Yes, on more and more patients, especially if they have a concomitant refractive error (myopia, astigmatism, hyperopia), for this error is corrected as the same time.
Surprisingly surgery is the least often performed on patients with perfect distance uncorrected visual acuity, for near vision restoration can sometimes alter distance vision quality.
However, it may be useful to perform surgery on unstable hyperopia, in cases of particular professional requests (entry into the army, police, and so on); in such cases secondary optic correction will be necessary and reoperation considered after hyperopic stability achievement.
No there is no inferior or upper limit. It’s not so much the age that counts as the spectacles dependence as well as a refractive error at distance vision. Nevertheless, surgery should usually not be performed before 48 – 50 years of age.
However, age and potential concomitant presbyopia may influence surgical feasibility as well as the choice of the surgical technique.
No, there are several contraindications. It is the main purpose of preoperative consultation to detect and eliminate inappropriate candidates.
Some patients are not operable at all; others are only eligible for specific techniques. Therefore, your surgeon must have the ability to indifferently perform all surgical procedures in order to let you benefit from the most appropriate one.
It depends on the type of the procedure and the age of the patient. The visual result with multifocal intra ocular lenses is stable for all life long, but these lenses cannot be inserted inside the eye before 50 years of age. With PRESBYLASIK, normal presbyopia progression with time may counteract the initial result; a secondary procedure may be needed a decade later, either by an excimer laser touch up, or by the insertion of a multifocal intra ocular lens.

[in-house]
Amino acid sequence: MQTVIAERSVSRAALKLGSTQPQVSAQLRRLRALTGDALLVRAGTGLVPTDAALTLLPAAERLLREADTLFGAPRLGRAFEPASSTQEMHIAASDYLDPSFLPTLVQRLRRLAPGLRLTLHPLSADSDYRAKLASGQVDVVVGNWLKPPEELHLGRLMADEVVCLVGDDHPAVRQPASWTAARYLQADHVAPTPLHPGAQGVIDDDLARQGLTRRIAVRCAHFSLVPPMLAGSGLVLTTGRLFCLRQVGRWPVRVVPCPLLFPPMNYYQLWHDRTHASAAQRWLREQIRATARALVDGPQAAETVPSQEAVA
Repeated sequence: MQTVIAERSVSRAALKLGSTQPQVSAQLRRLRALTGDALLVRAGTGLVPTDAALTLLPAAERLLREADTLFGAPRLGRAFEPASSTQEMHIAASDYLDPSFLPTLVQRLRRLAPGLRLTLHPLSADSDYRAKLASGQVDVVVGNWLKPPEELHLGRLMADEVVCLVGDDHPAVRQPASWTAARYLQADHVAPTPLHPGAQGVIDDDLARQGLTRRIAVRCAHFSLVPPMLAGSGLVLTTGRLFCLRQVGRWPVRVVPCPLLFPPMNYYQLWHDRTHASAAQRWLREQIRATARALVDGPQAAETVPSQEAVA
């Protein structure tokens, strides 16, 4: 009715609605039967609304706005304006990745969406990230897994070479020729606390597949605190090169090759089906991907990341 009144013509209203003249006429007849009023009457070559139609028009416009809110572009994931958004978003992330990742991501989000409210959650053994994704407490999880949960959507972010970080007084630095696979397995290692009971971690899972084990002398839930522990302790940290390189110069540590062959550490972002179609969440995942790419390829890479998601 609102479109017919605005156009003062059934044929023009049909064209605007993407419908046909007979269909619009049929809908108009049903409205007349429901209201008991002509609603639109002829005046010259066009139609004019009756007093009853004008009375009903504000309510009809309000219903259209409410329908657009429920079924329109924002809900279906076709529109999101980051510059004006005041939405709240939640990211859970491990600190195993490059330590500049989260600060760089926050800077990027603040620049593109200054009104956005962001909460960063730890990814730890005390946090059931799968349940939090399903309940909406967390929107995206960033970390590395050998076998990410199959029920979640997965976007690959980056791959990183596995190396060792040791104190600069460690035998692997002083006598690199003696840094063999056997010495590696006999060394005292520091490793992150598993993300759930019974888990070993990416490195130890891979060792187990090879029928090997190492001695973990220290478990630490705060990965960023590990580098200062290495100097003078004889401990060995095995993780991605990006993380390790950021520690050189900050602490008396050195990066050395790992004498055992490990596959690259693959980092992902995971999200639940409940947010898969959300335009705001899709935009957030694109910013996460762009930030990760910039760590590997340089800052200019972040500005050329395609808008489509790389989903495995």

Contact lens removal is mandatory 48 hours before surgery in case of soft contact lenses, 1 month in case of rigid contact (it is possible to temporarily replace them by soft ones which will be removed 48 hours before surgery).
Surgery is performed under local anaesthesia, by anaesthetic drops instillation. In contrary to popular belief there is no injection in the eye. Oral sedation is given two hours prior to surgery, in order to manage legitimate apprehension.
Both eyes have surgery in the same operative session in case of PRESBYLASIK, 2 to 8 days apart in case of multifocal intra ocular lens. The procedure is fully painless. The patient is discharged one hour later and should be taken home back by a relative. Driving is not permitted the day of surgery.
Presbyopia refractive surgery is extremely safe, provided common sense rules are respected, rules that I have been uncompromisingly following during all my practice: rigorous and appropriate patient selection with absolute respect of all contraindications, use of last generation measurement devices and lasers, operating rooms with highest security standards.
Side effects may happen in the following weeks or months (glare, vision fluctuation, halos); usually minor and impermanent, they do not impact final visual result, even if rarely a touch up may be needed. Surprisingly surgery is less risky than contact lens wearing, especially in terms of infectious risk. This type of surgery has now a long follow-up and has demonstrated its maturity and safety.
Presbyopia surgery causes more discomfort than true pain; visual rehabilitation is fast, taking several hours to one day.
Resume work and driving are fully permitted the day after surgery. Both are one week delayed after PRK. Swimming and combat sports should not be practiced during a month regardless the technique.
Make-up is permitted after a week, as well as sun exposure, provided sunglasses are worn.
Rehabilitation is therefore extremely fast, for patient major happiness and satisfaction.